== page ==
Next, there’s the matter of coming up with a number of dishes to fit within the chosen theme. The number of dishes have ranged from 5 – 10 because I generally prefer to have a lot of smaller dishes because it makes for a more entertaining and stimulating experience. Generally, for a six hour dining experience, I’ll go with three different bottles of wine and a single drink or shot because that’s generally what the two of us can manage without things getting too silly afterwards. The obvious choices are a sparkling white, a white and a powerful red, usually served in that order and the intensity and order of the dishes aligned to match: e.g. fish or shellfish followed by vegetable, egg or light meat based dishes followed by heavier meat based dishes or stews chased by sweet dishes and/or dessert.
Usually the process of creating the individual dishes start by coming up with a key ingredient, then thinking of an interesting way to prepare it or some likely (or unlikely) sides to pair it with. Inspiration can come from just about anywhere: some ideas are my own and seem to pop up out of nowhere. Many come from conversations with Tina during which she’ll mention things, preparations or combinations she either finds divine or interesting or would simply love to try – it’s then just a matter of putting my own spin on those ideas (there’s the added benefit here that girls adore when you listen to them, pay attention and remember what they say). As far as combinations and presentation go, I now and then also look quite a lot to the world’s premier food porn website, Tastespotting.com – I never go and use their recipes because I flat out refuse to follow such things and I do want to make the dishes my own, but there’s a lot of great inspiration (and pretty pictures) to be gathered from that site. When it comes to preparation and technique, my absolute heroes and great sources of inspiration are Heston Blumenthal and Alton Brown because they both show an unlimited dedication to understanding the nature, history and compositions of the products they cook with as well the process through which they cook it.. But I don’t shy away from also taking inspiration from the likes of the Danish brother’s Price, Gordon Ramsay (would you believe, he actually cooks at times!) and Jamie Oliver.
The process of coming up with dishes (and wines to match) can easily last a month or two (hey, I have real life stuff to worry about on the side). Once I know what I want to do, my research begins as to how best to do it. Since I don’t bother with the whole recipe thing, these days my research is mostly into cooking methods, the nature of my desired ingredients and what not. Where others may spend days finding the perfect recipe for roast chicken, I sorta know by heart what flavor combinations I want and how to achieve them, so rather I spend days researching preparation methods and roasting methods in an effort to figure out which procedure achieves the best result in terms of flavor texture and overall desired characteristics.. Yes, I’m a geek.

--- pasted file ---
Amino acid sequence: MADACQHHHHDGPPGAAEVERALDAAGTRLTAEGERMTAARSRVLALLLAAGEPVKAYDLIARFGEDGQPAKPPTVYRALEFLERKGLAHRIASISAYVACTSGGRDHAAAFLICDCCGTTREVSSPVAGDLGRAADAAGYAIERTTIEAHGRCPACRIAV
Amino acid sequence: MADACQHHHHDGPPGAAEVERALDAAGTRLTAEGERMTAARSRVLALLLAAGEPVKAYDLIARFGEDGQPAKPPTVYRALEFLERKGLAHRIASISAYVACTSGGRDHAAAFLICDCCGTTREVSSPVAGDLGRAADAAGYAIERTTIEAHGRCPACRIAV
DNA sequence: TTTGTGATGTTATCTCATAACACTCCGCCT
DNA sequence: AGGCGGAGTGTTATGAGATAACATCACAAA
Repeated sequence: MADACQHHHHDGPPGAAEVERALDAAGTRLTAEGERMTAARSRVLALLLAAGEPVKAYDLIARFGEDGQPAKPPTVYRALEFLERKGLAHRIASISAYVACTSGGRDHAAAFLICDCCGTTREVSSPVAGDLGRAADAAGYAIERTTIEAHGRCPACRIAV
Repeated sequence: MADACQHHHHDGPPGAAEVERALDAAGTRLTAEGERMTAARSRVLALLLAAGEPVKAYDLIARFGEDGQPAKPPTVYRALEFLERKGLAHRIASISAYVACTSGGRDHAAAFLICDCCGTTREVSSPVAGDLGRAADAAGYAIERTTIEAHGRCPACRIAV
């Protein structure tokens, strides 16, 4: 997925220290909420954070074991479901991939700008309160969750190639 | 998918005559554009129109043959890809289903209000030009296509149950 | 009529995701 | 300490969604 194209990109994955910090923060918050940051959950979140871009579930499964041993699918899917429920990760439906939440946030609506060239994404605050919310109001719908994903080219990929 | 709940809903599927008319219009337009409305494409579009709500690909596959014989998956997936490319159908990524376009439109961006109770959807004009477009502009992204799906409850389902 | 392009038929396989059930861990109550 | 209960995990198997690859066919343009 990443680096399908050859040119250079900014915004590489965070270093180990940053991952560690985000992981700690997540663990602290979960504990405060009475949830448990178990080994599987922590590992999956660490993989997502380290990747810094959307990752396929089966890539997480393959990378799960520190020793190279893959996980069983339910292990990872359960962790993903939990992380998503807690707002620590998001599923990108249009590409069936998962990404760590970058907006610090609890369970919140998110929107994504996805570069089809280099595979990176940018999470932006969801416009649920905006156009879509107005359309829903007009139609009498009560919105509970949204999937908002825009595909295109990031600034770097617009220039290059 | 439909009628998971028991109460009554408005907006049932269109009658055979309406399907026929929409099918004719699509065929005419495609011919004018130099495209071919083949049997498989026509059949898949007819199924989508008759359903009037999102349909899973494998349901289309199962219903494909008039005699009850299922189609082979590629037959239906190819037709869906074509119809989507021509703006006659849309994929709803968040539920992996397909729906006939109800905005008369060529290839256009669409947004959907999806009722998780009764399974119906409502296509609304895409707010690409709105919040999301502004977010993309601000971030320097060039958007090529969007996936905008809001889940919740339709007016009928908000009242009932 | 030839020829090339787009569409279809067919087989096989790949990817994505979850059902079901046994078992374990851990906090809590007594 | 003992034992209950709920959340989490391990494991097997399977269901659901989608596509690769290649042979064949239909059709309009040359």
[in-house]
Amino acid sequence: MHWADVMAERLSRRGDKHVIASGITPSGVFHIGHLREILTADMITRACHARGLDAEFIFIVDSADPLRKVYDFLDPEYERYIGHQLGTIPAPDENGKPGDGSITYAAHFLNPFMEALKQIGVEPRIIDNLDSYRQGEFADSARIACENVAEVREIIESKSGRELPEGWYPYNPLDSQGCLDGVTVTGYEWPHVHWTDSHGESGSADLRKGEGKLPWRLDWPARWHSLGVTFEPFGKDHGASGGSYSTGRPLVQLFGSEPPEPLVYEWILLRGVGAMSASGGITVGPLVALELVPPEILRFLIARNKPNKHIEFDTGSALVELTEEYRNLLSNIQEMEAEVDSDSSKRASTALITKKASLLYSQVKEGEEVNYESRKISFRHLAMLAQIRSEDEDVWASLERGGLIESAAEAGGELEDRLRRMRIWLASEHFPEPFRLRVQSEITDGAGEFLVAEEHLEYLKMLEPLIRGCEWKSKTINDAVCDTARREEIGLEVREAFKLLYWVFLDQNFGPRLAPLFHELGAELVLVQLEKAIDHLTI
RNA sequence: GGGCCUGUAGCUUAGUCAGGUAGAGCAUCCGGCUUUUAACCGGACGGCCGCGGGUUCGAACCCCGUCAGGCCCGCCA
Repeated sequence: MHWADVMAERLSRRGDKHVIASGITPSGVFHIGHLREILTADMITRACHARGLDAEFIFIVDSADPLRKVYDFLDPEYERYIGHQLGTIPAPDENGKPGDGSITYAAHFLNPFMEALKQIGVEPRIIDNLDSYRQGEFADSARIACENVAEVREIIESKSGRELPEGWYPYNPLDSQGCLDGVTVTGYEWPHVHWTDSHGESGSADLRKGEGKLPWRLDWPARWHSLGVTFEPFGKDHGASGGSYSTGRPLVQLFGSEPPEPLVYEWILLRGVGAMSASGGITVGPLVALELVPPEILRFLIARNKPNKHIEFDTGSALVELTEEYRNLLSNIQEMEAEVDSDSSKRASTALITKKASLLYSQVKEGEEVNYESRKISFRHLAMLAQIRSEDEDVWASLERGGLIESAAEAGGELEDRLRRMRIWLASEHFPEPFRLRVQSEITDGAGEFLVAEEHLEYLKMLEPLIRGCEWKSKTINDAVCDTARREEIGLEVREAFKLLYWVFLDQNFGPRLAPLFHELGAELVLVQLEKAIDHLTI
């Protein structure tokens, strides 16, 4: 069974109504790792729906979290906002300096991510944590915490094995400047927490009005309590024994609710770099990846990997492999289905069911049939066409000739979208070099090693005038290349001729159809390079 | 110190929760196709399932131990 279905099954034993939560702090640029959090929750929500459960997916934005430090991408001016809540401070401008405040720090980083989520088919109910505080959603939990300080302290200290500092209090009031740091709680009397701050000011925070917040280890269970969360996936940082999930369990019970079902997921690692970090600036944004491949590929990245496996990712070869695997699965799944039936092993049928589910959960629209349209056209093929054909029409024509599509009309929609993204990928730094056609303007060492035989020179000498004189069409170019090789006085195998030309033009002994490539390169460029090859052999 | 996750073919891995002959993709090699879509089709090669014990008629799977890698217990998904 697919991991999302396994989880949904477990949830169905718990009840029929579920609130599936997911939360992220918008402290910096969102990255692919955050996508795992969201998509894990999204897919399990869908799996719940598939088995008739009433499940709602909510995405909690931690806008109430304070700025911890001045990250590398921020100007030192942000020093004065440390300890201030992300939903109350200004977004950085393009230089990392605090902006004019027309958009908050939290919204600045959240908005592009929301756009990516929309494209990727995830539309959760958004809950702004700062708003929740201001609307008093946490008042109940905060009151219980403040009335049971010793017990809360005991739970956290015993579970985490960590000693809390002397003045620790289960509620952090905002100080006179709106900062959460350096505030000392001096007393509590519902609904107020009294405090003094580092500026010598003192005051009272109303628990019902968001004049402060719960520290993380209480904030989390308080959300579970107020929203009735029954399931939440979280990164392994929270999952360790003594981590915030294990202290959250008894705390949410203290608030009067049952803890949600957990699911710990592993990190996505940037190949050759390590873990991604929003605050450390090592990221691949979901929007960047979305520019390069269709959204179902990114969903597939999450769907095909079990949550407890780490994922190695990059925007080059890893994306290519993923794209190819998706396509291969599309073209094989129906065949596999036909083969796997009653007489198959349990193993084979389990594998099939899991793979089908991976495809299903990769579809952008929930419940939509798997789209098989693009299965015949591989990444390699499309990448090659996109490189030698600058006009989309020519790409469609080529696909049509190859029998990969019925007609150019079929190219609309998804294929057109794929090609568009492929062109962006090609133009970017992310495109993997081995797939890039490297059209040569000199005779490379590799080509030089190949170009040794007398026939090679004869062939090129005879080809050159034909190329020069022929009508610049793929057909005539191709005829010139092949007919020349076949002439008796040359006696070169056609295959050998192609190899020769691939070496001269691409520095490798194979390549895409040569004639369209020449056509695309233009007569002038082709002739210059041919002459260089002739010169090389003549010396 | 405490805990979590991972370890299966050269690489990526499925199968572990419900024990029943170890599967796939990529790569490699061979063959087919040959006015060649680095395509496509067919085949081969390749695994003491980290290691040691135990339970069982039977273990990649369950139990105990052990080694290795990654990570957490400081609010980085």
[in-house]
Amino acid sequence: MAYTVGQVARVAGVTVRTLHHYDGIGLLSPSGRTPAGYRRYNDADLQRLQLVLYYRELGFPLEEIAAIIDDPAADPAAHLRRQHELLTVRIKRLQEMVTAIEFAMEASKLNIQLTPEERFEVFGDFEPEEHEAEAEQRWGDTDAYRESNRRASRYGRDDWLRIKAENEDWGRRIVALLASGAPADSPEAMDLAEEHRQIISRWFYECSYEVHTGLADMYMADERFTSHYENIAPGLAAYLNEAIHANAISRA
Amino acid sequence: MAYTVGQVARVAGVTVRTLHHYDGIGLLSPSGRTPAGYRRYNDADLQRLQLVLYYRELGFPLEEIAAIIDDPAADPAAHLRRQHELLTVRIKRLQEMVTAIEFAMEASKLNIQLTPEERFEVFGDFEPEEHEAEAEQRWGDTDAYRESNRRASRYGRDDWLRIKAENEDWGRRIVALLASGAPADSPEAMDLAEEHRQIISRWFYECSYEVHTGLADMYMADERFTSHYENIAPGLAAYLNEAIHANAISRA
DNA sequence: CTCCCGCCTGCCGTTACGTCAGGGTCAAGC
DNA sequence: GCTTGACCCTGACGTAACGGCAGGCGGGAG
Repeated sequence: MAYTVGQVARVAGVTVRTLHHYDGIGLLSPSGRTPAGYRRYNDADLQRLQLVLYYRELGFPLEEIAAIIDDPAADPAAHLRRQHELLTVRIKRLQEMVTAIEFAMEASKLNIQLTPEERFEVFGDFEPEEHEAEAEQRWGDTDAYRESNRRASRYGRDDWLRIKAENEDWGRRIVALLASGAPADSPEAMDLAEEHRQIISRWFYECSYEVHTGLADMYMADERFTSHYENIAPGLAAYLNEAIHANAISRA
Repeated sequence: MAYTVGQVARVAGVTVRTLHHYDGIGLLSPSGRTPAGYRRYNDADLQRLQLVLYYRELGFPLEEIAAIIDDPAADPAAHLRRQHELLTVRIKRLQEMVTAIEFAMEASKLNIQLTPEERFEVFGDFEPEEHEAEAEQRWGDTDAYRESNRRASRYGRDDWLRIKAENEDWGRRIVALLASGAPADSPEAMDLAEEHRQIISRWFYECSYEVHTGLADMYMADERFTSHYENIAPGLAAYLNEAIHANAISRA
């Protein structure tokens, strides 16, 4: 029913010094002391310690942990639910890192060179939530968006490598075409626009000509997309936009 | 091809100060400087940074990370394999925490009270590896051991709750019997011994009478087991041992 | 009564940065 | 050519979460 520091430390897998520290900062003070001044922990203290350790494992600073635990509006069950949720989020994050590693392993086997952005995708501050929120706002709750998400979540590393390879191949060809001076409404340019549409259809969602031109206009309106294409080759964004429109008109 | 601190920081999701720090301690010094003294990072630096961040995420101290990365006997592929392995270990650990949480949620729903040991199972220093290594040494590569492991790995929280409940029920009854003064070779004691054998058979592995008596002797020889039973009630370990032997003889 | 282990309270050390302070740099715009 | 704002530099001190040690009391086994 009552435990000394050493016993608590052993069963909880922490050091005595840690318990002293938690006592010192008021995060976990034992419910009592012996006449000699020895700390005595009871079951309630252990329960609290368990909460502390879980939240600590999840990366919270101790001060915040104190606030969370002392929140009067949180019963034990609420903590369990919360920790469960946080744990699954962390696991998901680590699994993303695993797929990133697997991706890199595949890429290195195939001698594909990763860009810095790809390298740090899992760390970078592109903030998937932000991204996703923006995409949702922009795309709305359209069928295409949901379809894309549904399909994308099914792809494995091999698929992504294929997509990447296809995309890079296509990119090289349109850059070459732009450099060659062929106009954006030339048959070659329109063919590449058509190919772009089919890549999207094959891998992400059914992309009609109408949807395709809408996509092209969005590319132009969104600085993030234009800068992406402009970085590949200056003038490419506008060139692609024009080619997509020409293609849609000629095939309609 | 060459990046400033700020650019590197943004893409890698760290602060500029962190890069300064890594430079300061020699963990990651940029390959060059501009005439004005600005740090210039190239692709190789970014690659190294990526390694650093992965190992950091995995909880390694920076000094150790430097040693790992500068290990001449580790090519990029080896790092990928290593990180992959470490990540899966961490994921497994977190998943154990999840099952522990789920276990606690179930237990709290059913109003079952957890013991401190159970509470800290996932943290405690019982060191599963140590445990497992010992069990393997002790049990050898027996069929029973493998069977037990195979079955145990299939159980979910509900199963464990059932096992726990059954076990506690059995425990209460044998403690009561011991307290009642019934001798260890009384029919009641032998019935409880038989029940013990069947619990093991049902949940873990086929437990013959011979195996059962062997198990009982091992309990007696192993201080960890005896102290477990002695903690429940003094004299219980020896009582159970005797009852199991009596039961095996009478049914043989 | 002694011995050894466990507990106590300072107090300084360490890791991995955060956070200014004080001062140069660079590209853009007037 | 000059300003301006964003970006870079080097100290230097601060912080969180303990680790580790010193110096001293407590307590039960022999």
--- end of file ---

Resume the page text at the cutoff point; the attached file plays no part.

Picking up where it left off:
Once I’ve satisfied my neurotic urge to know as much about the process as possible and feel that I can confidently pull it off with a convincing result, I usually have about a month left on my schedule to solve a surprisingly complicated logistic problem – actually getting a hold of all the ingredients and remedies I need for the project. Some of it is straight forward, I’ll go have a talk with my wine guy, explain the situation, my budget and the characteristics of the wines I want. Additionally, as far as regular ingredients go, I’ll keep a look out on prices at local trusted stores for other ingredients that I need and pick them up along the way as needed. Other parts of the ingredient procurement process isn’t so simple. I’ve had to solve questions such as where to get fresh Caviar and how to properly store it, I’ve had to deal with custom import of various luxury food items, I’ve searched high and low for truffles, saffron and God knows what.. I’ve even had things flown in over night. It’s been challenging, it’s been fun, it’s been stressful. And all of this I’ve had to do with Tina prancing around me either physically, or in spirit by doing what we usually do which is check up on one another on a daily basis, and having a pretty good idea about what the other is doing at any given time.. It’s not always easy getting things by her little nose and there’s been a fair amount of covering up, white lies, dodging around and explaining away going on (No, sweetie, I can’t play today.. Uhh.. For reasons I can’t tell you!)
By the time I’ve gotten a hold of anything but the last minute fresh ingredients and the two to four items I always forget, (you’d be absolutely shocked by how many ingredients are needed and in what quantities to create ten dishes for two people) I usually have about a week left of the six month period in which to actually cook up all the dishes and get them ready for the big day. When it does arrive, I want to be able to enjoy it nearly as much as Tina does – and while I do derive joy from cooking for Tina, that means spending as little time in the kitchen as possible on the day in question.. Coz, well, for starters I don’t want my lovely guest to be left to herself, and secondly, to me the evening is nearly as much about the company and about having fun together as it is about the food.. So everything gets prepped as far as it can possibly go so that on the evening of our great dinner, most of the cooking I have to do involves reheating, timing and plating things.. Depending on the dishes in question and the cooking methods chosen, total cooking time for a gourmet tasting dinner usually amounts to anything from 48 – 96 hours and can be a bit of a drag to be honest, but hey, at least that way you sleep well on the night before the big day, no matter how nervous you may be about the outcome..
That’s sort of the general overview of how you (and by you, I mean I) create a ten course gourmet dinner, stay tuned for part three of the saga in which we follow Johan through the actual process and the complications thereof.